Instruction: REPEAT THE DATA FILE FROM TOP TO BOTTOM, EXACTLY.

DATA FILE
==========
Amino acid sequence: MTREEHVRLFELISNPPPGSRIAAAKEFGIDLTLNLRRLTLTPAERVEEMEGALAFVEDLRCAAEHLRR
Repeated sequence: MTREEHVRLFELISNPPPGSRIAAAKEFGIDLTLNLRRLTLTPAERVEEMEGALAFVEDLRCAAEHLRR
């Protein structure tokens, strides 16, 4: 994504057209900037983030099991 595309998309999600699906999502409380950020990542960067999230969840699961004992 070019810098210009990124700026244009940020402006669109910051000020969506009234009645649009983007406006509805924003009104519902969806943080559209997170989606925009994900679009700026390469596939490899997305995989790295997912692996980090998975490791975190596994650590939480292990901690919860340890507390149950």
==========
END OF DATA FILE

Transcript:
Amino acid sequence: MTREEHVRLFELISNPPPGSRIAAAKEFGIDLTLNLRRLTLTPAERVEEMEGALAFVEDLRCAAEHLRR
Repeated sequence: MTREEHVRLFELISNPPPGSRIAAAKEFGIDLTLNLRRLTLTPAERVEEMEGALAFVEDLRCAAEHLRR
């Protein structure tokens, strides 16, 4: 994504057209900037983030099991 595309998309999600699906999502409380950020990542960067999230969840699961004992 070019810098210009990124700026244009940020402006669109910051000020969506009234009645649009983007406006509805924003009104519902969806943080559209997170989606925009994900679009700026390469596939490899997305995989790295997912692996980090998975490791975190596994650590939480292990901690919860340890507390149950």